As I'm sure you noted after Scott Phillips's informal test, the
discussion said that degaussing will CHANGE the sound, not make it better.
I am with Scott's analysis as we know that currents induced in
aluminum disks are real as that's how the watt-hour meters
(pre-all-solid-state) at your power service work.
I think it's funny that the degaussing of the optical discs is
considered an improvement. A similar technique is used at check-out
stands in stores to "blow" the shoplifting protection "resonators"
that trigger the alarms as you leave. Ever have them not degauss
them? Scenes of pulling out the receipt and showing it to the guard.
They warn you not to put your credit card (with mag stripe) near the
Many faults seem to come back to poor power supply design / power management.
At 08:28 AM 2008-01-23, Jerry Hartke wrote:
>Some writers have technical skills, while others spin out profitable junk
>for acceptance by gullible editors and readers. De-gaussing (there are no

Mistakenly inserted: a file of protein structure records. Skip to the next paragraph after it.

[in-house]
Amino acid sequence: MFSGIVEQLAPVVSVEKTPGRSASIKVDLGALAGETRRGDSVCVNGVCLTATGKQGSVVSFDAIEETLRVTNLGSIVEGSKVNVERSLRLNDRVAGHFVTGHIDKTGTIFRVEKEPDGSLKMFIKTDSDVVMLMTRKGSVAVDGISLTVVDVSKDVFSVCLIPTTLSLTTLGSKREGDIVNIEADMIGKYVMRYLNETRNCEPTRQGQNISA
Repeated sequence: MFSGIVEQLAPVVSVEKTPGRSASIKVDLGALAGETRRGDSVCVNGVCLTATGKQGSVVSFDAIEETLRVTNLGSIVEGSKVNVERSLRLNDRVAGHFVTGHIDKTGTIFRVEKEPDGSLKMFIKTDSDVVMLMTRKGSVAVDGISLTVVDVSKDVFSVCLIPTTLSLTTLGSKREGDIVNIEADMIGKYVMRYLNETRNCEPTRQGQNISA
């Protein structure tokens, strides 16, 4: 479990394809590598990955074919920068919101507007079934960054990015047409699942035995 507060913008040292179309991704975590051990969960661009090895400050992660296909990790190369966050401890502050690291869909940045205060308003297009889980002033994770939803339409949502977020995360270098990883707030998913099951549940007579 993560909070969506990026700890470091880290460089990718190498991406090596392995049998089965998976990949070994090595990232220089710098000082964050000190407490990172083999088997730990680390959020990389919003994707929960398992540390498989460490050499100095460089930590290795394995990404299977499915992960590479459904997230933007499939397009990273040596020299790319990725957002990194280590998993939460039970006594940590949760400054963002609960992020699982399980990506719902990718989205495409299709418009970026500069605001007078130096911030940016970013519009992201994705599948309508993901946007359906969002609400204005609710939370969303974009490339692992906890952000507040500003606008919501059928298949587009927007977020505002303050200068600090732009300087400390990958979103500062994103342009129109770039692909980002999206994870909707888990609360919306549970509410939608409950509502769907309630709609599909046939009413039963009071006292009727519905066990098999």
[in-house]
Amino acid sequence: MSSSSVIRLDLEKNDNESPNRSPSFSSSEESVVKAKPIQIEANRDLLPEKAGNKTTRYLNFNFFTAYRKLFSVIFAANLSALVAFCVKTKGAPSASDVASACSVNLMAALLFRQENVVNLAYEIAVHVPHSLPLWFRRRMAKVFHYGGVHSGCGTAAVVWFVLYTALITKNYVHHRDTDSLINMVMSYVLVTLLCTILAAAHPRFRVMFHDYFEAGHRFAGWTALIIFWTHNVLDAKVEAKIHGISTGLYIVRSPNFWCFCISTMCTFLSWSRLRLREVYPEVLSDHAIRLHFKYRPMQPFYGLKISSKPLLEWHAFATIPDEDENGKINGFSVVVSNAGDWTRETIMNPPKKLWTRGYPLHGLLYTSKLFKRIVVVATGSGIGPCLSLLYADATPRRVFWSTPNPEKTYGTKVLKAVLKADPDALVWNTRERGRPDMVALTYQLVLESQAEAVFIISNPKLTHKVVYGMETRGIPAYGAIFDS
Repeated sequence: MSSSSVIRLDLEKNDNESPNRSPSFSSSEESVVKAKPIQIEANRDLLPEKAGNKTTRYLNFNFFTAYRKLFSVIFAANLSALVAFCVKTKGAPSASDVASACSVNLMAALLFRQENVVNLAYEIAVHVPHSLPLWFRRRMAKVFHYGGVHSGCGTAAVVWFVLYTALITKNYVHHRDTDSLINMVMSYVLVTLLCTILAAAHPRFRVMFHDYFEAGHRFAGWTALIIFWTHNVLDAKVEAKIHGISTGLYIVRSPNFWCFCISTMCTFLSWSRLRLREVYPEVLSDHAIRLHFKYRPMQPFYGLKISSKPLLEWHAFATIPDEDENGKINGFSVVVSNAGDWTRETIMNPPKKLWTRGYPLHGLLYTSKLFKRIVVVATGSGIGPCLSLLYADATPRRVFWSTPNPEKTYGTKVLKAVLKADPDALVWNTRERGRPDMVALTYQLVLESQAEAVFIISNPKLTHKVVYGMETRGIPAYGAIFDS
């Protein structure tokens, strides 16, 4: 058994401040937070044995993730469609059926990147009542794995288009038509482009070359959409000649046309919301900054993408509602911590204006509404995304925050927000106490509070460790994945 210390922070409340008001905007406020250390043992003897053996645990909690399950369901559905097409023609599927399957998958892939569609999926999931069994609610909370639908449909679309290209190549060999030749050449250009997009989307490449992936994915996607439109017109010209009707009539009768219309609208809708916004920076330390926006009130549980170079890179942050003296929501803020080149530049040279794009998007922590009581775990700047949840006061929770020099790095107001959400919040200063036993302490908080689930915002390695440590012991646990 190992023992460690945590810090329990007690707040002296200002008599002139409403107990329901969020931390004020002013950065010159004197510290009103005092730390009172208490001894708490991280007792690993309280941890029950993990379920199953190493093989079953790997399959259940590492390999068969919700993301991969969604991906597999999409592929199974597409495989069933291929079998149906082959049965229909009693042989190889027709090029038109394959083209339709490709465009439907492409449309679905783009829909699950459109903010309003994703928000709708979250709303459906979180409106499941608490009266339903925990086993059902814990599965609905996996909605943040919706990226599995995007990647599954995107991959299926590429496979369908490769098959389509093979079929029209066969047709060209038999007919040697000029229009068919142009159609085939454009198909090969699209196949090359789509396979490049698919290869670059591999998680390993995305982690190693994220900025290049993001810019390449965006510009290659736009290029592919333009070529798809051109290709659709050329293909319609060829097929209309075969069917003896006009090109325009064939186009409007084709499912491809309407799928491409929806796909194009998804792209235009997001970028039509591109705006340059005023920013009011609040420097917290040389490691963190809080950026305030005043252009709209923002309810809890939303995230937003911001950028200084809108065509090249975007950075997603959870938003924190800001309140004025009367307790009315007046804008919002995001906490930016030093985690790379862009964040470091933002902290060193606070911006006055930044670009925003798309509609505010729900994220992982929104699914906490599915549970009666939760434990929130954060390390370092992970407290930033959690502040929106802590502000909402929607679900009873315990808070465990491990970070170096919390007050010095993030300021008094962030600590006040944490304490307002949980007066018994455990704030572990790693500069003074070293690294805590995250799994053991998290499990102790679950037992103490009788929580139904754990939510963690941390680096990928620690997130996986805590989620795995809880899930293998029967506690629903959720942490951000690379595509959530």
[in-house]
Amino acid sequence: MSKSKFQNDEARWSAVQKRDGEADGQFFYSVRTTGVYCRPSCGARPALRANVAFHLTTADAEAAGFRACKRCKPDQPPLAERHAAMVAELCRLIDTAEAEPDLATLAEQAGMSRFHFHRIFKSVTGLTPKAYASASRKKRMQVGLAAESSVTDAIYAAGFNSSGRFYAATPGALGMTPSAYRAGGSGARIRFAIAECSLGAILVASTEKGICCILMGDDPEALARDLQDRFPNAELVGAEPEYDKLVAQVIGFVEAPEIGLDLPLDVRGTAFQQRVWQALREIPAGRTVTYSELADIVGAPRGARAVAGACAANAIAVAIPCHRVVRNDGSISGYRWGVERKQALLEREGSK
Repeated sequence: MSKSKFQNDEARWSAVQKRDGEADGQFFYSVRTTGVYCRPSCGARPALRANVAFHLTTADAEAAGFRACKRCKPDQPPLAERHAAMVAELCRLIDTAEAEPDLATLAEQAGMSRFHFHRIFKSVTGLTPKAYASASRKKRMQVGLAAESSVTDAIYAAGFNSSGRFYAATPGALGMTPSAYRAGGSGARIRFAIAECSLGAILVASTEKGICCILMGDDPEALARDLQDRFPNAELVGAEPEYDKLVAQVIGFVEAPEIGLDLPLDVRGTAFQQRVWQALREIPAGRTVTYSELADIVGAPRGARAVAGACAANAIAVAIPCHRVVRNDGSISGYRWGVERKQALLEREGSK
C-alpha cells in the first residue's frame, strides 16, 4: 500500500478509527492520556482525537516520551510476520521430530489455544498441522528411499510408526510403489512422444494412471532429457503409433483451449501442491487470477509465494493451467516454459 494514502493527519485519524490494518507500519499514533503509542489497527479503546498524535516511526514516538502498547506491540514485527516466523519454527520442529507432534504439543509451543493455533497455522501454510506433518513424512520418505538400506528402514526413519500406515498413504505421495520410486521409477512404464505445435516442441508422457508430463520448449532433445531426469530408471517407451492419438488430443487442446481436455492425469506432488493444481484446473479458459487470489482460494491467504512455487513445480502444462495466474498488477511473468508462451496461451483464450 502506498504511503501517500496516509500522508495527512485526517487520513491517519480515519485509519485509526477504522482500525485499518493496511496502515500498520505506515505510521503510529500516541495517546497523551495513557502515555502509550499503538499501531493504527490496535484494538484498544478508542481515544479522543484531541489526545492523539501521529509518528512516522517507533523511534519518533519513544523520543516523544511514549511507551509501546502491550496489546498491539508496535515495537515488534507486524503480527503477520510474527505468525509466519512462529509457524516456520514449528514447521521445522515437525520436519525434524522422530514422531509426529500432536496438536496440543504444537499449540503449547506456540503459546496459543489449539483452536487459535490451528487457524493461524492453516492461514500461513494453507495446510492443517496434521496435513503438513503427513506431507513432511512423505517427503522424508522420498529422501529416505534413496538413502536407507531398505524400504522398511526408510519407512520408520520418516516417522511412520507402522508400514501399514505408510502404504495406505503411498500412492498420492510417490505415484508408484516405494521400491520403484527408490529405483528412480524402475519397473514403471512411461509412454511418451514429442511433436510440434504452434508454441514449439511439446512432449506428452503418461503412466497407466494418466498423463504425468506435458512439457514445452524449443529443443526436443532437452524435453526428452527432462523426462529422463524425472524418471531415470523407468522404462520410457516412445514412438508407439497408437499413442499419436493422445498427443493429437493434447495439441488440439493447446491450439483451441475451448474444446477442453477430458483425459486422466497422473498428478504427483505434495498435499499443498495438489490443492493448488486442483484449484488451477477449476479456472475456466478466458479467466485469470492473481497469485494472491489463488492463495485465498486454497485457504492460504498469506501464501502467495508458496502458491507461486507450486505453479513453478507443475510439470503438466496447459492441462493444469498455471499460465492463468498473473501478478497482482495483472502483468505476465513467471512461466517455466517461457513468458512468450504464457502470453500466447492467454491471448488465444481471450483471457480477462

>ferromagnetic materials in a disc), polishing (introduces millions of
>microscratches that distort the laser beam), and trimming (can worsen track
>eccentricity or unbalance), have the potential to degrade, but not improve,
>CD or DVD disc quality. If this remains an issue, Media Sciences would be
>glad to participate in a controlled test on a few discs, both before and
>after the "improvements", at no charge and then publish the results online.
>Please contact me if you wish to participate.
>As stated, power demands by optical drive servos can generate adverse
>feedback to a DAC through the power supply.
Richard L. Hess email: [log in to unmask]
Aurora, Ontario, Canada (905) 713 6733 1-877-TAPE-FIX
Detailed contact information: http://www.richardhess.com/tape/contact.htm
Quality tape transfers -- even from hard-to-play tapes.